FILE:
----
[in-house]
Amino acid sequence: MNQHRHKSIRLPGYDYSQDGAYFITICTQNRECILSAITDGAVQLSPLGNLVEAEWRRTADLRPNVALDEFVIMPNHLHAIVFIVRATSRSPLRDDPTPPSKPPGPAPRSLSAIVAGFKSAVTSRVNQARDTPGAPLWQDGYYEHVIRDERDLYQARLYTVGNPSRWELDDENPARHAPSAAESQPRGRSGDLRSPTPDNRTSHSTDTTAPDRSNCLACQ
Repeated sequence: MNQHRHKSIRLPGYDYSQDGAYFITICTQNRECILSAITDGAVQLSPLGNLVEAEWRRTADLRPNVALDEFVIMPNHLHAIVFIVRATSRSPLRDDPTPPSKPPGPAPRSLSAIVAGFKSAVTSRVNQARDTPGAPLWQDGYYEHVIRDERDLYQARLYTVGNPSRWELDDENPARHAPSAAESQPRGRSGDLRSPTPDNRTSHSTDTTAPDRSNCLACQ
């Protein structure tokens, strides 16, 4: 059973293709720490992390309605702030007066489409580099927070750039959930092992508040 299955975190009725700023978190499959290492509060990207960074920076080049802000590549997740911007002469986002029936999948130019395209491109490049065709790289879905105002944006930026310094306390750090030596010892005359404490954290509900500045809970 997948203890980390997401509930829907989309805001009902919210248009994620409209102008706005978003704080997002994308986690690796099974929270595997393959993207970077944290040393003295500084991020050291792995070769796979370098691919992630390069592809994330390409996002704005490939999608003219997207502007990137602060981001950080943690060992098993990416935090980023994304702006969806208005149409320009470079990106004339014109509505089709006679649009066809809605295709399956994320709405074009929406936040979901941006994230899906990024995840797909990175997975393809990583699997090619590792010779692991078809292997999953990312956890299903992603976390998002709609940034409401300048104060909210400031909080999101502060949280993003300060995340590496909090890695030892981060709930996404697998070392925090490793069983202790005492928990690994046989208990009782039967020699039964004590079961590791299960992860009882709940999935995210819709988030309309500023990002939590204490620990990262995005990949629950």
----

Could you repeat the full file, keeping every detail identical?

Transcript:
[in-house]
Amino acid sequence: MNQHRHKSIRLPGYDYSQDGAYFITICTQNRECILSAITDGAVQLSPLGNLVEAEWRRTADLRPNVALDEFVIMPNHLHAIVFIVRATSRSPLRDDPTPPSKPPGPAPRSLSAIVAGFKSAVTSRVNQARDTPGAPLWQDGYYEHVIRDERDLYQARLYTVGNPSRWELDDENPARHAPSAAESQPRGRSGDLRSPTPDNRTSHSTDTTAPDRSNCLACQ
Repeated sequence: MNQHRHKSIRLPGYDYSQDGAYFITICTQNRECILSAITDGAVQLSPLGNLVEAEWRRTADLRPNVALDEFVIMPNHLHAIVFIVRATSRSPLRDDPTPPSKPPGPAPRSLSAIVAGFKSAVTSRVNQARDTPGAPLWQDGYYEHVIRDERDLYQARLYTVGNPSRWELDDENPARHAPSAAESQPRGRSGDLRSPTPDNRTSHSTDTTAPDRSNCLACQ
């Protein structure tokens, strides 16, 4: 059973293709720490992390309605702030007066489409580099927070750039959930092992508040 299955975190009725700023978190499959290492509060990207960074920076080049802000590549997740911007002469986002029936999948130019395209491109490049065709790289879905105002944006930026310094306390750090030596010892005359404490954290509900500045809970 997948203890980390997401509930829907989309805001009902919210248009994620409209102008706005978003704080997002994308986690690796099974929270595997393959993207970077944290040393003295500084991020050291792995070769796979370098691919992630390069592809994330390409996002704005490939999608003219997207502007990137602060981001950080943690060992098993990416935090980023994304702006969806208005149409320009470079990106004339014109509505089709006679649009066809809605295709399956994320709405074009929406936040979901941006994230899906990024995840797909990175997975393809990583699997090619590792010779692991078809292997999953990312956890299903992603976390998002709609940034409401300048104060909210400031909080999101502060949280993003300060995340590496909090890695030892981060709930996404697998070392925090490793069983202790005492928990690994046989208990009782039967020699039964004590079961590791299960992860009882709940999935995210819709988030309309500023990002939590204490620990990262995005990949629950």